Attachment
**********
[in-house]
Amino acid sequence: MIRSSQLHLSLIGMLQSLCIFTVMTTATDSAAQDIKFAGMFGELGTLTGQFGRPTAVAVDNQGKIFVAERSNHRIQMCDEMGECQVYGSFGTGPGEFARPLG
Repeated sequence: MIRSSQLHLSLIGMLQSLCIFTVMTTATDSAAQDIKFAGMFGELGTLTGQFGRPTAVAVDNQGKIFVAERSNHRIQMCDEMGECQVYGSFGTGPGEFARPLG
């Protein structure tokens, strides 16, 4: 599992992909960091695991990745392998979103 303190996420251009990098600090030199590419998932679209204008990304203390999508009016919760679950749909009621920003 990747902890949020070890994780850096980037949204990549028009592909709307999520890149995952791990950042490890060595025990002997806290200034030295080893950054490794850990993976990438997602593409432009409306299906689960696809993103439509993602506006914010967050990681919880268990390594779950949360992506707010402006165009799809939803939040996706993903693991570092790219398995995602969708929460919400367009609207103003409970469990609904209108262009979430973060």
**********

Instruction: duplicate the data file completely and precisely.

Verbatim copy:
[in-house]
Amino acid sequence: MIRSSQLHLSLIGMLQSLCIFTVMTTATDSAAQDIKFAGMFGELGTLTGQFGRPTAVAVDNQGKIFVAERSNHRIQMCDEMGECQVYGSFGTGPGEFARPLG
Repeated sequence: MIRSSQLHLSLIGMLQSLCIFTVMTTATDSAAQDIKFAGMFGELGTLTGQFGRPTAVAVDNQGKIFVAERSNHRIQMCDEMGECQVYGSFGTGPGEFARPLG
């Protein structure tokens, strides 16, 4: 599992992909960091695991990745392998979103 303190996420251009990098600090030199590419998932679209204008990304203390999508009016919760679950749909009621920003 990747902890949020070890994780850096980037949204990549028009592909709307999520890149995952791990950042490890060595025990002997806290200034030295080893950054490794850990993976990438997602593409432009409306299906689960696809993103439509993602506006914010967050990681919880268990390594779950949360992506707010402006165009799809939803939040996706993903693991570092790219398995995602969708929460919400367009609207103003409970469990609904209108262009979430973060």